SAN FRANCISCO (KTVU) - A group of protesters came to 49er’s Quarterback Colin Kaepernick’s defense. On Wednesday, a group of around 54 gathered outside the San Francisco Police Officers Association building and called for them to apologize to Kaepernick.
Leaders with the Black Lives Matter movement were present and said Kaepernick, who refused to stand during the National Anthem last week and who later claimed it takes more training to be a cosmetologist than to be a police officer and said they are “getting away with murder”, shouldn’t be the one to say sorry. It was the SFPOA who initially demanded an apology.
“Where's your apology for the murder of Mario Woods? Where's your apology for the murder of Alex Nieto?” said Christopher Muhammad, a minister with the Nation of Islam.
“The POA asking him to apologize was outrageous,” said Civil Rights Attorney John Burris. “Colin probably has reached a point where he couldn't take it anymore because as a young person, he himself— if he wasn't Colin Kaepernick, he could be the victim of a shooting.”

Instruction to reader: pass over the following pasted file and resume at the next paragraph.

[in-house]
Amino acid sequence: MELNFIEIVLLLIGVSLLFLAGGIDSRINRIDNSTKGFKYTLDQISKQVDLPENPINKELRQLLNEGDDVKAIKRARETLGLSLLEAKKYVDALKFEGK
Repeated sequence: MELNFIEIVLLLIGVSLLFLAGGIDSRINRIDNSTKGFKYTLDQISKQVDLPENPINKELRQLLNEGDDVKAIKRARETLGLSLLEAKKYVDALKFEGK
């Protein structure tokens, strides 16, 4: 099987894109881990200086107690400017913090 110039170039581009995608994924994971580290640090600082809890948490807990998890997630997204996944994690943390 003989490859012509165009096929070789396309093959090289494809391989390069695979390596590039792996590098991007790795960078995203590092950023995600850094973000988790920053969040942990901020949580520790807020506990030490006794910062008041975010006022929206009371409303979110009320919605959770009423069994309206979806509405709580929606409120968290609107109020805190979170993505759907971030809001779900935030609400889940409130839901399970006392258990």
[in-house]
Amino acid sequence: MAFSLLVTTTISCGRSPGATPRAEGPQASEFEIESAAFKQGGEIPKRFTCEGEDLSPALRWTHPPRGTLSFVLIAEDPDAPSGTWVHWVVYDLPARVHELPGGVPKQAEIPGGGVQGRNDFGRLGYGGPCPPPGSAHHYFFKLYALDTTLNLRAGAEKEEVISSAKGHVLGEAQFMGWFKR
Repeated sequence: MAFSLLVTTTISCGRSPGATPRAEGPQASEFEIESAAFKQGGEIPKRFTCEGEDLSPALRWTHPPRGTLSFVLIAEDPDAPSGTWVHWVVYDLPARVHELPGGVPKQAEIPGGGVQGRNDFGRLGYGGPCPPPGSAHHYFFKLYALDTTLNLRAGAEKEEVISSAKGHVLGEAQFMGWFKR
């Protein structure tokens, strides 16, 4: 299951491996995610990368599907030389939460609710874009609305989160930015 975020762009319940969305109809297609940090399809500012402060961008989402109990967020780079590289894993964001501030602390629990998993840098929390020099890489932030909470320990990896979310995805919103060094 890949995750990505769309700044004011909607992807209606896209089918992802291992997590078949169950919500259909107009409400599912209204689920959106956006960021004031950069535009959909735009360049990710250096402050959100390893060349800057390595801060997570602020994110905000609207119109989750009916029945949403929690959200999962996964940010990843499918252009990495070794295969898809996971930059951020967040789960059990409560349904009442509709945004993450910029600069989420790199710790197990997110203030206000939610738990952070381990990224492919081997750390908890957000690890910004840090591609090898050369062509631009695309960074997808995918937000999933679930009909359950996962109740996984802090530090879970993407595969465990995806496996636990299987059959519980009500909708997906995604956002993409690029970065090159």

“All they see is someone being defiant. He's not being defiant he's bringing awareness to the situation and the reality is that we all don't equally experience this country the same way,” said Ebony Isler with the Justice For Mario Woods Coalition.
The protesters consisted of members of the Mario Woods Coalition, the ACLU and the Public Defender's Office. They called on other famous African American athletes to take a stand as well.
The SFPOA released the following statement, but did not face the protesters:
"There's no doubt that we disagree with some of the more outrageous arguments made against our union by the protesters. But the bottom line is that the SFPOA is one of the most diverse police unions in the country, and our 2100 members are committed to fighting racism in all its forms. Racism is not welcome in our ranks.
“Colin Kaepernick is my son,” said Cristina Ramirez. Protesters say the NFL player has shined a light on a nationwide problem— that is systemic racism within police departments and the need for reforms to stop deadly officer-involved shootings.
They say even if Kaepernick is cut from the 49ers, that he’s made a difference.
“He's done his job, and if he never does anything else in life, he has already etched his name in the history books of our struggle,” said Muhammad.